It’s not easy working abroad as an OFW. In fact, it is a great sacrifice to leave your family behind to search for greener pastures. But many have to do it because of having no choice. In our case, we advise everyone and most especially to those who are raising a family, if you can find a job in our country that pays decent salary, try to choose that option first. As it’s quite difficult and it’s a different set up if you are working alone abroad.
Also Read: 10 Reasons Why You Should NOT Become an OFW
This article shares specific challenges faced by OFWs in Dubai; what adjustments one has to make, and problems that arise for being away from family. Hopefully, this article will give you an insight into what you may encounter when you start working abroad yourself.
Disclaimer: The information posted here is based on the experience shared by the OFWs in the videos below. Please let this post serve as a guide only.
Why Working as an OFW in Dubai (or Anywhere) Can be Challenging – Common Problems OFWs Deal With while Abroad
YouTuber Ghiebell Reyes shares the following challenges that most OFWs face while they are working abroad.
Dubai’s climate is extreme. During summer it’s too hot.
In the Philippines, we look forward to the summer as it is the time we can conduct outings or enjoy swimming activities.
However, in the UAE it can be really hot in the summer, especially during the middle of summer. It’s not just the heat from the sun, too. The wind is also painful when it touches your skin. That’s why a everyone is mostly indoors during the hottest months.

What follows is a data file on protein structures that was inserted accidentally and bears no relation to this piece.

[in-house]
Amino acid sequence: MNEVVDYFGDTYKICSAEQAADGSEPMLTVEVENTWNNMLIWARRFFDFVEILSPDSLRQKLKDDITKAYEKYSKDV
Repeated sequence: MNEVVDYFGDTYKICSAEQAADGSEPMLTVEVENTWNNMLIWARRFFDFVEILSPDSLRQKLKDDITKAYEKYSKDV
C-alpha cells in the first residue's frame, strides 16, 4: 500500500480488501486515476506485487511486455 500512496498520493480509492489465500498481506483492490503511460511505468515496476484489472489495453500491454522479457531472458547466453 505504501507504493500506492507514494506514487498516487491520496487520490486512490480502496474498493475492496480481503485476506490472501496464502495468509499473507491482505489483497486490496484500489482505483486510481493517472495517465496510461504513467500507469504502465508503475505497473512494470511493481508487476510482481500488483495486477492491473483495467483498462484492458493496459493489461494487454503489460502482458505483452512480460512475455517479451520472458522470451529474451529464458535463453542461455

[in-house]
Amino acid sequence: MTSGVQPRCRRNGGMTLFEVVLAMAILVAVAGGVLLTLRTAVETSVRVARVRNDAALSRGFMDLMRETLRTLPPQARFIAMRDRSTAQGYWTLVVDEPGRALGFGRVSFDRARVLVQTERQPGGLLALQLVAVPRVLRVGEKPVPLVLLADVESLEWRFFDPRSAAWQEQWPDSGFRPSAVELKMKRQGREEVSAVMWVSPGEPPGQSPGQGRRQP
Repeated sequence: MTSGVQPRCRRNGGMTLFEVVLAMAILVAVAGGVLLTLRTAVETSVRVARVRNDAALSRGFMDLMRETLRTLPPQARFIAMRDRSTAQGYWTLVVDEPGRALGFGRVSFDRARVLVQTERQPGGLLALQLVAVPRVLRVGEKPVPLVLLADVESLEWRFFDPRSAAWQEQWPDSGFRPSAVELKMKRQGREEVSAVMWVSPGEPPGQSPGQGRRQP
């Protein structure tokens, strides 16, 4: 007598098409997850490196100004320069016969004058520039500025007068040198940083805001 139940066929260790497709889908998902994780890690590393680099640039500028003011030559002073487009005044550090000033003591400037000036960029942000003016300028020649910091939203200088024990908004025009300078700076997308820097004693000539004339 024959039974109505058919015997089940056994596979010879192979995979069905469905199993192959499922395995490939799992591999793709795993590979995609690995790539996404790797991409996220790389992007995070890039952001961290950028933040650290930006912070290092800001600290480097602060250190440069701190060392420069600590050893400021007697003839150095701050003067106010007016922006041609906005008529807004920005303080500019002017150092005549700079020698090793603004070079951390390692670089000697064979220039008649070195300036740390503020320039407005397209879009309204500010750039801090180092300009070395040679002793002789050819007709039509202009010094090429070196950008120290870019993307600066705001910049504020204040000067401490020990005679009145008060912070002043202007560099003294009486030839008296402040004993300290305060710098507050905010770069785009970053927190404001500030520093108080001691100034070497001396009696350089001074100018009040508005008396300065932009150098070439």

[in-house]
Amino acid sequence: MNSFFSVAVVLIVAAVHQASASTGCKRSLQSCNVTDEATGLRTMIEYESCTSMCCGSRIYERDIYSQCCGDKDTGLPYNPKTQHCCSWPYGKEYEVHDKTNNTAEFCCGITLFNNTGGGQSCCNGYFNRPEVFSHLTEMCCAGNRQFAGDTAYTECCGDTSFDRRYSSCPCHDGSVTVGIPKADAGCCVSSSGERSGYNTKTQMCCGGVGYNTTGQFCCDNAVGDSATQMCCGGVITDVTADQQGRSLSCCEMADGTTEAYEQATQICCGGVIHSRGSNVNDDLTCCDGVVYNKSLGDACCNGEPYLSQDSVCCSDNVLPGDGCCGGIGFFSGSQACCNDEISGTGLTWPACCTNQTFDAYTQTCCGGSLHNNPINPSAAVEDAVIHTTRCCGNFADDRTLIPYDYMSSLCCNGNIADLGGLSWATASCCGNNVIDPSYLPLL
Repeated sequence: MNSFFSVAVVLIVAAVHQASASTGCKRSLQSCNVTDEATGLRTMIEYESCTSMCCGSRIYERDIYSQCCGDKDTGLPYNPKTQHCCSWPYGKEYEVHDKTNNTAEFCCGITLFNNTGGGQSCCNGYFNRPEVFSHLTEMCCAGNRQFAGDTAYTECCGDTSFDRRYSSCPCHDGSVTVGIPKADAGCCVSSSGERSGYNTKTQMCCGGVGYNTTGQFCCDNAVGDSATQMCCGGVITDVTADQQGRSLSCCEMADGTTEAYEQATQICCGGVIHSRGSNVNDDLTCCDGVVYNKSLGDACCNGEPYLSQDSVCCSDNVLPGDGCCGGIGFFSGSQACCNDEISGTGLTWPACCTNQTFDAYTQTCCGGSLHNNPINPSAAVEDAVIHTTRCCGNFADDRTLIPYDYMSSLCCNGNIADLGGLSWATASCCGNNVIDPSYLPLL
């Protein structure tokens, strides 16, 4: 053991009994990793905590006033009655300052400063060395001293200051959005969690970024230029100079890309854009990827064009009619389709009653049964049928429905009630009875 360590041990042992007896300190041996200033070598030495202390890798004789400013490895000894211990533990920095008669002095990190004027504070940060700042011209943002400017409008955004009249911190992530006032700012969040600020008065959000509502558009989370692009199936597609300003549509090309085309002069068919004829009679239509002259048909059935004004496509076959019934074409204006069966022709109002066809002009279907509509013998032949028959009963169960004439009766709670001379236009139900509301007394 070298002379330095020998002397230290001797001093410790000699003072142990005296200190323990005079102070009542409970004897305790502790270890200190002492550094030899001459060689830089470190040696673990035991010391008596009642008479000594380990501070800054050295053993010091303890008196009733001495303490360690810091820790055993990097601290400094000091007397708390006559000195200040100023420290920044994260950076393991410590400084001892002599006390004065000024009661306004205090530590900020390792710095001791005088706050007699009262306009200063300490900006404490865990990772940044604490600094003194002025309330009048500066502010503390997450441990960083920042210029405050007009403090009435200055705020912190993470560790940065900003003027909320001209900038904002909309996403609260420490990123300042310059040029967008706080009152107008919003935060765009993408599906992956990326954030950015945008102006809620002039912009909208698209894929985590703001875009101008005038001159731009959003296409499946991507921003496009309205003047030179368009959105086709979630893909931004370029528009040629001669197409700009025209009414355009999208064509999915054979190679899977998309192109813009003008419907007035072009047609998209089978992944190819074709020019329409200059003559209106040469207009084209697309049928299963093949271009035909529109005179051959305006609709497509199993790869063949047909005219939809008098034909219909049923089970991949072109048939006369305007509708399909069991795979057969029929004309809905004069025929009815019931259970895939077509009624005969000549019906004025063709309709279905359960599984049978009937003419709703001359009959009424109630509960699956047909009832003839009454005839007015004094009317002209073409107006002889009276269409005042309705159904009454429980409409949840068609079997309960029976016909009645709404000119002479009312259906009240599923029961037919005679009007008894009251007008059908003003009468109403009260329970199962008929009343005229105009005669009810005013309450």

During the winter its really nice to go out because the wind is cold.
It rarely rains here; probably just 10 times a year.
The UAE houses around 190 different nationalities. As a result, these are the following cultural differences you will have to adjust to:
You need to understand how to respect the beliefs of other people. Respect not just the locals but other expats. Accept their culture, because they also accept ours.
3. Expenses and High Cost of Living
Not everyone is also lucky to get a high-paying job the first time. Many OFWs who work in the UAE are aware of the high cost of living. Budgeting is a must and you must adjust your expenses based on the salary you are getting.
Especially during your first years, you might have to adjust certain comforts like living in a shared space and sharing with other strangers inside a flat. Food and personal expenses are also factors you will have to think about properly.
4. Getting Sick
In terms of expenses, it’s good that Dubai requires sponsors/employers to cover costs of health insurance for their employees. So in a way, the expenses, if not all, in case you get sick/hospitalized is lessened.
However, when you get sick you are emotional. You are sad when you’re sick and you’re alone. You remember your family, and realize that there’s no one to take care of you, especially if you’re all by yourself. As a result, OFWs need to work together and take care of each other.
5. Children Growing Up
One of the hardest things about being an OFW is that you can’t really witness your children growing up.
You miss a lot of your kid’s important life stepping stones and activities. Some OFWs even feel sadder if they’re taking care of another family’s child, but they can’t take care of their own.
Worst case scenario; some children rebel, and when you go home, your child can’t be as sweet to you as they are to their guardians.